Whether we’re talking about stock atomizers or DIY, the materials they are built from are the same. Inside the RDA you will commonly find a coil stuffed with, or surrounded by organic cotton. The coil is essentially a piece of wire which was wrapped around a cylindrical rod. Depending on its thickness, physical properties and the number of loops this has a specific resistance, measured in Ohms. There are five main types of vape wires:
Kanthal or iron-chromium-aluminium (FeCrAl) is the most commonly used in vaping. With a melting point of 1,500 degrees Celsius this makes the perfect heating element inside our atomizers. It’s fairly durable, easy to work with and the resistance is predictable using online calculators or phone apps. It’s also inexpensive and widely available. We recommend it to all beginners.
TIP: Make sure to use Kanthal wire only when your device is in power mode. This includes variable wattage, variable voltage, bypass and mechanical mods. You cannot use Kanthal coils in Temperature Control mode.
Nickel or Ni200 is one of the first types of wire to be used with temperature control. Most of the regulated mods out there have a TC mode for Nickel. However, you will mostly find it inside stock coils. This is because the material can be tricky to work with and can be dangerous when used the wrong way. Nickel coils usually have a very low resistance and are mainly intended for sub ohm vaping and direct lung draws.
SAFETY TIP: Never use Nickel coils in power mode. These coils should be used in temperature control mode only. It’s also a material which is known to trigger allergies.
Titanium, just like Nickel it’s one of the first wires to be used with temperature control. You will mostly find it inside stock atomizers and this is because there is a lot of controversy surrounding the material. At temperatures of over 1,200 degrees Celsius it releases a toxic compound called Titanium Dioxide. This is why it’s not commonly used in DIY coil builds and it’s only suitable for TC.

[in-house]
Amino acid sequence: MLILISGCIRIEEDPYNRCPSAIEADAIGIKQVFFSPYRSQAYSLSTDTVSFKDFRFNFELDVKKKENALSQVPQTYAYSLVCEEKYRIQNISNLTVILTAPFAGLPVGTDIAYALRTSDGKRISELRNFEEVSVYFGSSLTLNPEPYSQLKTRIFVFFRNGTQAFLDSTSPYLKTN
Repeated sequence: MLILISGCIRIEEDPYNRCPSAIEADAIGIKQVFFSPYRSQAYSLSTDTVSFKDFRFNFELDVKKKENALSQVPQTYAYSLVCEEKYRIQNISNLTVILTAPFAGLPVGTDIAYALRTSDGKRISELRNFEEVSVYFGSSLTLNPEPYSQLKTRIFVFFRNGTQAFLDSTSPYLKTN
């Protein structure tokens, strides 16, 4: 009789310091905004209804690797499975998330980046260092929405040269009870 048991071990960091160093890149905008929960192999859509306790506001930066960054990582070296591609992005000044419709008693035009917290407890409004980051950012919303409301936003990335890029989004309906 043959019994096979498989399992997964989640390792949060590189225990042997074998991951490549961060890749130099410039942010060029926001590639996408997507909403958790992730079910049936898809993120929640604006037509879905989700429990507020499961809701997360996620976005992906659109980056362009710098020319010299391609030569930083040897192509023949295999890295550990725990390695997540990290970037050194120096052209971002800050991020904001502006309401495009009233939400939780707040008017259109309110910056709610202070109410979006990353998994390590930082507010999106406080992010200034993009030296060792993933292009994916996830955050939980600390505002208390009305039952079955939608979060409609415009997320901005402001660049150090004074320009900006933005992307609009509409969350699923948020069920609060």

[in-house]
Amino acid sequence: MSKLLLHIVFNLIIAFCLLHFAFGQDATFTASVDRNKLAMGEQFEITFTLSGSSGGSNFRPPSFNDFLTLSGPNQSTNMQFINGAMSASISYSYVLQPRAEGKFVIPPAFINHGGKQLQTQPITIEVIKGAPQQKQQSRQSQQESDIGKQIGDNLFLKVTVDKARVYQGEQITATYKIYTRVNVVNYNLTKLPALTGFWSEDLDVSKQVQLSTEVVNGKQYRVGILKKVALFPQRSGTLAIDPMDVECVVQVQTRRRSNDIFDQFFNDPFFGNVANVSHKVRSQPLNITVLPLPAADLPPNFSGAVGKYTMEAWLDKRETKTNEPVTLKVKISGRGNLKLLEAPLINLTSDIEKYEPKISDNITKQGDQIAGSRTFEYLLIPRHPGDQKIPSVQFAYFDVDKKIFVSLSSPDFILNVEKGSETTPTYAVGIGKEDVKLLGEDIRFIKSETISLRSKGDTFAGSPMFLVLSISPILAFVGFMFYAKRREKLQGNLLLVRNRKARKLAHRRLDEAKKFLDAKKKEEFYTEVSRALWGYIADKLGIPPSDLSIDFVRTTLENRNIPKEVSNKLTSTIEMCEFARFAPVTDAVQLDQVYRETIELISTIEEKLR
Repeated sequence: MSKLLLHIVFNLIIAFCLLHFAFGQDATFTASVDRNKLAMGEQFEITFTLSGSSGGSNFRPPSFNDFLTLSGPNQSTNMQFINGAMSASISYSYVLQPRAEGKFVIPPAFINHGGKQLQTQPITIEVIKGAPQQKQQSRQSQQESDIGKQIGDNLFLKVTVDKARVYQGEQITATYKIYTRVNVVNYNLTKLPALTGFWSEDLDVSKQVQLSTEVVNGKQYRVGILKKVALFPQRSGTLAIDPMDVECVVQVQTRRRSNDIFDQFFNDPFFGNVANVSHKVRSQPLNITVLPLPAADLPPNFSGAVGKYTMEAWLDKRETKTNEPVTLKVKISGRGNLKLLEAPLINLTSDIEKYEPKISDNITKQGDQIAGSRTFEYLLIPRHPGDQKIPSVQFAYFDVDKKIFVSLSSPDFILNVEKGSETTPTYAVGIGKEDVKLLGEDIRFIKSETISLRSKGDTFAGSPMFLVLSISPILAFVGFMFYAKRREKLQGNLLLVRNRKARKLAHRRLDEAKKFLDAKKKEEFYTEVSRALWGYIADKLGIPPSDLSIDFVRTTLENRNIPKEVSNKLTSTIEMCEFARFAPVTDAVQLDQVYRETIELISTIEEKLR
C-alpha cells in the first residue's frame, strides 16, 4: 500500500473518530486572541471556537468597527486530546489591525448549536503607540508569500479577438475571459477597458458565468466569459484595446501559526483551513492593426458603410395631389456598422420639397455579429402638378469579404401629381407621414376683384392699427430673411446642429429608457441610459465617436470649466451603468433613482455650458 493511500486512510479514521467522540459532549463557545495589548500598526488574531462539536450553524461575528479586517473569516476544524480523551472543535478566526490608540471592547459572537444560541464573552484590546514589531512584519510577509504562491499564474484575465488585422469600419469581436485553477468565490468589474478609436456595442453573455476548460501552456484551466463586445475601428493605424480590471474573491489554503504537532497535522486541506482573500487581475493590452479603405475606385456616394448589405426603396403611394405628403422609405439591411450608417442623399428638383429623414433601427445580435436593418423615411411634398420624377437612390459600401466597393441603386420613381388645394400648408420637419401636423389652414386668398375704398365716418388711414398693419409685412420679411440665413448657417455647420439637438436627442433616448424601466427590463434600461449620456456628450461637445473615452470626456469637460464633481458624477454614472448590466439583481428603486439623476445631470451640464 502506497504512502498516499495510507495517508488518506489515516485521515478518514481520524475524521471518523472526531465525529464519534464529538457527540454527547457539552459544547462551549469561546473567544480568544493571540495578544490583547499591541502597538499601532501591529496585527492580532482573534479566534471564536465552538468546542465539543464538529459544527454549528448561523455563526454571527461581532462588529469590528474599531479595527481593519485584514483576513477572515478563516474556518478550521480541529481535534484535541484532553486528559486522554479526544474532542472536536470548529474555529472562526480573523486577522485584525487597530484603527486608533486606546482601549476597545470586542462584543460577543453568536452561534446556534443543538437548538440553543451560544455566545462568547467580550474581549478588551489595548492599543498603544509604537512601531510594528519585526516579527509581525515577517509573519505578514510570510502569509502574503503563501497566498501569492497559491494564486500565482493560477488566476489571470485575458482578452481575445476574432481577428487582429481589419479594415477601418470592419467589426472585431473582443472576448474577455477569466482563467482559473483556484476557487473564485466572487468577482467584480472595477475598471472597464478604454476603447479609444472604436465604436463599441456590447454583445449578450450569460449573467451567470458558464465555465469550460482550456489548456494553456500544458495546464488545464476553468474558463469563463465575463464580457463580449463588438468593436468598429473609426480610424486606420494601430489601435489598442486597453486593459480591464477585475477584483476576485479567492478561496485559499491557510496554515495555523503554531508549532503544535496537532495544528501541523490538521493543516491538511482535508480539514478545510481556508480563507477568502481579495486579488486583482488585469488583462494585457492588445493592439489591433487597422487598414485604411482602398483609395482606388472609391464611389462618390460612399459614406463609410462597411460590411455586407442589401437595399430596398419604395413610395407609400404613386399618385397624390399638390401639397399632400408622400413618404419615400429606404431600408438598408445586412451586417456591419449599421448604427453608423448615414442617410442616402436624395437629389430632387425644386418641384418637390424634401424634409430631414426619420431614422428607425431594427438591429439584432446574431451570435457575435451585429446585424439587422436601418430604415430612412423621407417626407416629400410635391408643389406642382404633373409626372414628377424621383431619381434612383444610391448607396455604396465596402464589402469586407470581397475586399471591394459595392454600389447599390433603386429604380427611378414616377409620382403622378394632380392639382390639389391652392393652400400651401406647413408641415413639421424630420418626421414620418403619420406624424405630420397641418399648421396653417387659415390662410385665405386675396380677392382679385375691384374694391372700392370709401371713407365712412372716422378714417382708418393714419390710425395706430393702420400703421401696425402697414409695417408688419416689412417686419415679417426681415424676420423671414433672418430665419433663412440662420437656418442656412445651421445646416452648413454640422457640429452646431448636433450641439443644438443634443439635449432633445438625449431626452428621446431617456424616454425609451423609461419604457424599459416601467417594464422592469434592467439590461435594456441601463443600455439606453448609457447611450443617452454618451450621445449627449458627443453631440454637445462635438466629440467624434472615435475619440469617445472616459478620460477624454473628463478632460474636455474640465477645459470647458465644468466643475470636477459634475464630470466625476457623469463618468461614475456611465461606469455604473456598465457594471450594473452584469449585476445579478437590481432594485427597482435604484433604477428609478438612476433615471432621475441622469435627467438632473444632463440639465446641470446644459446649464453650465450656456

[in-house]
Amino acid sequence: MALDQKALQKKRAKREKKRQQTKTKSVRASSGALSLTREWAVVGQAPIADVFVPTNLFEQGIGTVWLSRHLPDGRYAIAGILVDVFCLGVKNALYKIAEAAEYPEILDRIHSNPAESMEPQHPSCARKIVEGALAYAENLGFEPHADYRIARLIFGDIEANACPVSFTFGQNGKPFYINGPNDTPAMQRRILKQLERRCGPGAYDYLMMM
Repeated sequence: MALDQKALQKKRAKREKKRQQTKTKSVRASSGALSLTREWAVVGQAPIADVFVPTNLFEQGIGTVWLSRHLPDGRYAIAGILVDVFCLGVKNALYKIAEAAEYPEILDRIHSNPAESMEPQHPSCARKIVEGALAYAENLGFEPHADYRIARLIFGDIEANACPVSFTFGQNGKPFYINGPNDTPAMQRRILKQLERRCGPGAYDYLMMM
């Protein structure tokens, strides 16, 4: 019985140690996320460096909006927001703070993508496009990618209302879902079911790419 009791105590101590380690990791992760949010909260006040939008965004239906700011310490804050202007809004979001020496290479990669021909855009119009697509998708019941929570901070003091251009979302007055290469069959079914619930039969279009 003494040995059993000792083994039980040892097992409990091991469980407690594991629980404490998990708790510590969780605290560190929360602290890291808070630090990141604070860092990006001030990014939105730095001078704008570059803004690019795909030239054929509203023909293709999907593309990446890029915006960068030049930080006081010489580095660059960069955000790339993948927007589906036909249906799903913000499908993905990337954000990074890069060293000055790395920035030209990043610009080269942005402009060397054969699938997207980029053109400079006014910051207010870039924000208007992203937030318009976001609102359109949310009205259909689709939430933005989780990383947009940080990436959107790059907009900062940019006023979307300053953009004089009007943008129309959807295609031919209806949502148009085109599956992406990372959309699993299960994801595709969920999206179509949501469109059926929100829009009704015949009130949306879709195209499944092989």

SAFETY TIP: Use Titanium coils only in temperature control mode. This prevents them from overheating and releasing any potentially dangerous fumes.
Nichrome or Ni80 behaves very much like Kanthal and has been used since the early beginnings. It’s easy to work with and has faster ramp up times. This material however has a lower melting point so it’s not that suitable for dry burning. Also, Nichrome coils tend to burn out faster than their Kanthal counterparts. However, many vapers believe this gives a much cleaner flavor.
TIP: Nichrome coils are only intended to be used in power mode.
Stainless Steel is by far the most versatile wire used in vaping. We started using it just a couple of years ago but its popularity skyrocketed. This is because it’s the only material that can be used in VW mode as well as TC. It doesn’t release any hazardous byproducts and the flavor is just perfect. There are several SS alloys out there but we prefer SS316L. This is also used in the medical, food and pharmaceutical industries.
Gauges and properties
All these vape wires come in 10m spools and are generally grouped by gauge or diameter. When building coils we usually use gauges 22, 24, 26, 28, 30, and 32. The higher the gauge, the higher the resistance. At the same time the higher the gauge the lower the diameter. This means AWG32 is the thinnest and AWG22 is the thickest. AWG32 has the highest resistance and AWG22 the lowest. Low resistances account for big ramp-up times.
Complex coils like Claptons are made from two or more pieces of wire. These usually have different gauges and can also be different materials. Clapton coils have lower resistances and big ramp up times. At the same time since there’s more surface area they deliver more vapor and flavor.
TIP: We recommend AWG32 for beginners. This is easy to work with and gives some of the most commonly used resistances.